A bicycle bell echoes down a narrow, cobbled street as students head to lectures through the snow on a spring Friday morning in Lund. The bronze statue of botanist Carl Linnaus (1707-78) has been dressed up overnight in red woolly legwarmers.
Almost everyone here speaks English these days, (89 per cent of Swedes are bilingual), but that’s not the only reason for a recent surge in applications from UK students.
Studying in Scandinavia is free for students from all EU countries.
“It’s a win-win situation,” says MSc Biology student Alice Evans, 23, from Ranton in Staffordshire, as she heads for the Coffee Break Café, wearing a fur-style collar to keep out a -5C snow shower. “I think for a lot of students now, it’s just not feasible to study in the UK financially any more.”
The cost of living can be high in Sweden, with a beer costing at least £5, but Alice pays the equivalent of just £185 monthly rent including bills and internet. Summing up the financial pros and cons: “No tuition fees, slightly more expensive living, much more expensive drinking.”
An ever more popular choice
While leading UK universities warn of the ‘disastrous neglect’ of government funding of MAs, seen as vital for professional and academic careers, Scandinavia’s seeing a significant rise in postgraduate applications from UK students: the universities of Oslo, Stockholm and Copenhagen note an increase of 33 per cent, 35 per cent and 50 per cent respectively in the last three years.
Four masters students animatedly discuss their module around a seminar table in the International Institute for Industrial Environmental Economics– it’s typical of the ‘group work’ favoured in Swedish universities. Their common language is English, but this group comes from Iceland, Greece, Ukraine and India. There were applications from 150 countries to Lund last year.
“You meet so many different people from other places around the world that challenge the way you think,” says Alice. The Swedish system appeals in other ways too. “It’s more about your academic interests, than pushing you to achieve a particular grade.”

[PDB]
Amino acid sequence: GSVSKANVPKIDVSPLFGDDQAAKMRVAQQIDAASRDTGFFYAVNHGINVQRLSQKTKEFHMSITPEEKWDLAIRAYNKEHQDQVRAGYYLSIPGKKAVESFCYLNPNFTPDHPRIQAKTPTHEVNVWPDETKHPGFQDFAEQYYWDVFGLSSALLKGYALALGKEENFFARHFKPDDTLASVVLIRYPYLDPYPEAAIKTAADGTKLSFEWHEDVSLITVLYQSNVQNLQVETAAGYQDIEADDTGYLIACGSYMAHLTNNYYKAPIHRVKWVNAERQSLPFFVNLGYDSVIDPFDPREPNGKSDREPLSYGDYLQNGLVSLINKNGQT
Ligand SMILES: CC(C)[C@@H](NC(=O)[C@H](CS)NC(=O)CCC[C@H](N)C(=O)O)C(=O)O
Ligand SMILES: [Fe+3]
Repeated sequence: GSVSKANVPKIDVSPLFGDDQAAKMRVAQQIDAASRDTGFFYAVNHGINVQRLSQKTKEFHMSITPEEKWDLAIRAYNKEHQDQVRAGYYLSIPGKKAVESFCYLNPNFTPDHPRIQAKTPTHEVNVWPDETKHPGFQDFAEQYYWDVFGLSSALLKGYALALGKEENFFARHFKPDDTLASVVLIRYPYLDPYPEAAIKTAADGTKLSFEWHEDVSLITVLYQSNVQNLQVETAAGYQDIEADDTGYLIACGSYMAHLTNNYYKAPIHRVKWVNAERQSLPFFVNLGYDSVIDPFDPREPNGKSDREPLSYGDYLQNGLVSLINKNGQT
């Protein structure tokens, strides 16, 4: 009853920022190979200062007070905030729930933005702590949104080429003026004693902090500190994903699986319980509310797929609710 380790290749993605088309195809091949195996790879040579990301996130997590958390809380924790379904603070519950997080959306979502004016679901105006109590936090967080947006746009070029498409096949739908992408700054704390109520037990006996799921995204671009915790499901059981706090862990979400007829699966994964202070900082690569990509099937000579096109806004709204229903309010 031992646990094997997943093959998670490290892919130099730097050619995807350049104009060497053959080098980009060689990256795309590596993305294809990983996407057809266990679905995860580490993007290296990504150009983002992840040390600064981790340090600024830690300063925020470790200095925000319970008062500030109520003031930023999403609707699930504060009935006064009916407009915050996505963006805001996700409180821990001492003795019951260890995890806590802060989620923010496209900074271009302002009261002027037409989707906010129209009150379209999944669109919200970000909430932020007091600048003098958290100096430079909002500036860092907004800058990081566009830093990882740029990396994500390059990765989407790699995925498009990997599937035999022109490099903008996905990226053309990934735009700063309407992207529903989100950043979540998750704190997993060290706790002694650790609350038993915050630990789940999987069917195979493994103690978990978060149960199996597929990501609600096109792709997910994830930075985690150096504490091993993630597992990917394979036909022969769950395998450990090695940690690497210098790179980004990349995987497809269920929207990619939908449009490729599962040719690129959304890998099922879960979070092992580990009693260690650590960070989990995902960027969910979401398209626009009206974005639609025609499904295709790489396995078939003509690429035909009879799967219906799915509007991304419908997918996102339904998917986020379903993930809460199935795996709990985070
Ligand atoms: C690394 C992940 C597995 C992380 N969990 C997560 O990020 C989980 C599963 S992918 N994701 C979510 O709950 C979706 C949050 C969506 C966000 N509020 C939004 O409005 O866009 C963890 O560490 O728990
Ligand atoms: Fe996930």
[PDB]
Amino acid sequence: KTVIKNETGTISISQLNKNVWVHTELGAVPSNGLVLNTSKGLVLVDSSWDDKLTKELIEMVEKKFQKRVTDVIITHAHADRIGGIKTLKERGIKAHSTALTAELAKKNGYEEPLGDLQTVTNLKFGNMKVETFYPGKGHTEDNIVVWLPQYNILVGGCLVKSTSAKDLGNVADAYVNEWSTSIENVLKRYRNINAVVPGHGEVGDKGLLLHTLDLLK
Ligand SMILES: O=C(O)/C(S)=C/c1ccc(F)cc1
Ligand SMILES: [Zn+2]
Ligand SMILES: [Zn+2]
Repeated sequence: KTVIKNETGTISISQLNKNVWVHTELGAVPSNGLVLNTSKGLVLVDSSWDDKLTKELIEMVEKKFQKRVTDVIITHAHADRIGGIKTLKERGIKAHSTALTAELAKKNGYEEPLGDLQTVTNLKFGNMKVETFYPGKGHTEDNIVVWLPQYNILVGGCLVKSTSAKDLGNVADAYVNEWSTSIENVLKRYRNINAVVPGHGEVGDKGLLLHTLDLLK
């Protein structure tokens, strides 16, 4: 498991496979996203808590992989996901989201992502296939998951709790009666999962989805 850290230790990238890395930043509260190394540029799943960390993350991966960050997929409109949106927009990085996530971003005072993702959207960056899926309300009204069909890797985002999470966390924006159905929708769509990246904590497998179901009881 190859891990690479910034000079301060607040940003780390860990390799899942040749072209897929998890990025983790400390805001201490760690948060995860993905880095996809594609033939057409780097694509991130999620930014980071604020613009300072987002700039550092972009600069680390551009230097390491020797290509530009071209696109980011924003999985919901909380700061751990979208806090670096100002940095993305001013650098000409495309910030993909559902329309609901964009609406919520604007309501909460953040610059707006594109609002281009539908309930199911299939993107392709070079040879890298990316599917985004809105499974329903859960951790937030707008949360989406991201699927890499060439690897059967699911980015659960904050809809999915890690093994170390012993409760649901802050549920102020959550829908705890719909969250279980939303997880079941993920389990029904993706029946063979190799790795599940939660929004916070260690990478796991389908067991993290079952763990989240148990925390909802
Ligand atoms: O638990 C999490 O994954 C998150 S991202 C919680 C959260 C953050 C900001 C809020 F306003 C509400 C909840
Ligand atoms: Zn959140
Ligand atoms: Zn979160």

Even undergraduates are now heading to Scandinavia - Lund had an increase of 78 per cent in degree applications from the UK last year since the rise in tuition fees. Five degree subjects will be taught entirely in English from this year – including maths and physics, whose department boasts cutting edge facilities, such as the world’s leading laser-combustion diagnostics lab.
Sam Baldry, 20, an economics undergraduate from Nottingham on an exchange year from Exeter University, is now considering returning to Sweden for an MA.
“I recommend it," he says. "It’s more relaxed and there’s more interaction between the lecturers and the students and I think I’ve learned a lot more here.” But he was slightly disappointed to find that studying in Sweden is similar to the UK in many ways: “I was expecting everything to be a bit more of an adventure.”
Two blond, bearded youths take turns to push each other in a wooden cart under the frozen magnolia trees in front of the white, palatial university building. The exams are over and the sun’s come out. Aside from student pranks, Sweden is not as rife with crime as popular Scandinavian murder mysteries might suggest.
“It’s a beautiful country and it’s safe,” says Margarete Nordstrand, Director of External Relations.
Lund University plans to roll out more and more courses in English. The deadline to apply for next year has just passed, so when the latest figures are analysed, the university expects the number of UK students to have risen again.
“To be able to study at a very high level academically - it’s something very interesting for the UK students.” Sweden ranks second for Higher Education in the world. “They’re good ones and we like them, so they’re most welcome here.”
If the current trickle of students going overseas gains momentum, it could prompt questions about the UK’s future global academic reputation and fears of a new brain drain. For Alice Evans, the Scandinavian experience offers more than the UK: “Broader choices academically and a broader mind in terms of the rest of the world.”
Catherine Adams is senior lecturer in journalism at the Centre for Broadcasting and Journalism, Nottingham Trent University and the International University of Catalonia, and a regional radio newsreader for the East Midlands at BBC Radio Nottingham. She's a former BBC correspondent in Eastern Europe and South Pacific.Reuse content